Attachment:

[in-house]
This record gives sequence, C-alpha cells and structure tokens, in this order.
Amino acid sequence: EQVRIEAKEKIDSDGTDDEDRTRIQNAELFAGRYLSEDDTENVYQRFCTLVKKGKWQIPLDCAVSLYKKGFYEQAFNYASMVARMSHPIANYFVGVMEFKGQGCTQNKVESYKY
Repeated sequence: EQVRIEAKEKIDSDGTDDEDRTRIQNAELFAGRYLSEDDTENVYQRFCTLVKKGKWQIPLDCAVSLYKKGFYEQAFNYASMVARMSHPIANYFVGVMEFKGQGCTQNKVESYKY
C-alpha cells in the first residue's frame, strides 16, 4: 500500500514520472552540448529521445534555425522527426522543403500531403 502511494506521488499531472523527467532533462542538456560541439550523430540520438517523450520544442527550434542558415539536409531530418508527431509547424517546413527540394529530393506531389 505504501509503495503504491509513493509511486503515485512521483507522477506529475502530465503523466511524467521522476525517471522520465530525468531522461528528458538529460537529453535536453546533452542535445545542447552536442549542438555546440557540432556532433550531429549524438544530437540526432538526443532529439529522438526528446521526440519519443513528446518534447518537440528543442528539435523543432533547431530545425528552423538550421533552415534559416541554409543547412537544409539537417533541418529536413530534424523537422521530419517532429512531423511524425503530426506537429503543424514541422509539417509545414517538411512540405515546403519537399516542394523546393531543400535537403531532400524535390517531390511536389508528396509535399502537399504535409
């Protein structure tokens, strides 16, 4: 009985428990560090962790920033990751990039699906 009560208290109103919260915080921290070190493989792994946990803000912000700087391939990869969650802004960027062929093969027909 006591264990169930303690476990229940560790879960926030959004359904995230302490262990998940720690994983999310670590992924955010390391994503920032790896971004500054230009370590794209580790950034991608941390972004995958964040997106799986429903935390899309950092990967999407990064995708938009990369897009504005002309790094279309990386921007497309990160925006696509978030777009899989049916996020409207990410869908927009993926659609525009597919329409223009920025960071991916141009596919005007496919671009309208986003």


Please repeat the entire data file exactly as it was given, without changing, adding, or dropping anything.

[in-house]
This record gives sequence, C-alpha cells and structure tokens, in this order.
Amino acid sequence: EQVRIEAKEKIDSDGTDDEDRTRIQNAELFAGRYLSEDDTENVYQRFCTLVKKGKWQIPLDCAVSLYKKGFYEQAFNYASMVARMSHPIANYFVGVMEFKGQGCTQNKVESYKY
Repeated sequence: EQVRIEAKEKIDSDGTDDEDRTRIQNAELFAGRYLSEDDTENVYQRFCTLVKKGKWQIPLDCAVSLYKKGFYEQAFNYASMVARMSHPIANYFVGVMEFKGQGCTQNKVESYKY
C-alpha cells in the first residue's frame, strides 16, 4: 500500500514520472552540448529521445534555425522527426522543403500531403 502511494506521488499531472523527467532533462542538456560541439550523430540520438517523450520544442527550434542558415539536409531530418508527431509547424517546413527540394529530393506531389 505504501509503495503504491509513493509511486503515485512521483507522477506529475502530465503523466511524467521522476525517471522520465530525468531522461528528458538529460537529453535536453546533452542535445545542447552536442549542438555546440557540432556532433550531429549524438544530437540526432538526443532529439529522438526528446521526440519519443513528446518534447518537440528543442528539435523543432533547431530545425528552423538550421533552415534559416541554409543547412537544409539537417533541418529536413530534424523537422521530419517532429512531423511524425503530426506537429503543424514541422509539417509545414517538411512540405515546403519537399516542394523546393531543400535537403531532400524535390517531390511536389508528396509535399502537399504535409
């Protein structure tokens, strides 16, 4: 009985428990560090962790920033990751990039699906 009560208290109103919260915080921290070190493989792994946990803000912000700087391939990869969650802004960027062929093969027909 006591264990169930303690476990229940560790879960926030959004359904995230302490262990998940720690994983999310670590992924955010390391994503920032790896971004500054230009370590794209580790950034991608941390972004995958964040997106799986429903935390899309950092990967999407990064995708938009990369897009504005002309790094279309990386921007497309990160925006696509978030777009899989049916996020409207990410869908927009993926659609525009597919329409223009920025960071991916141009596919005007496919671009309208986003």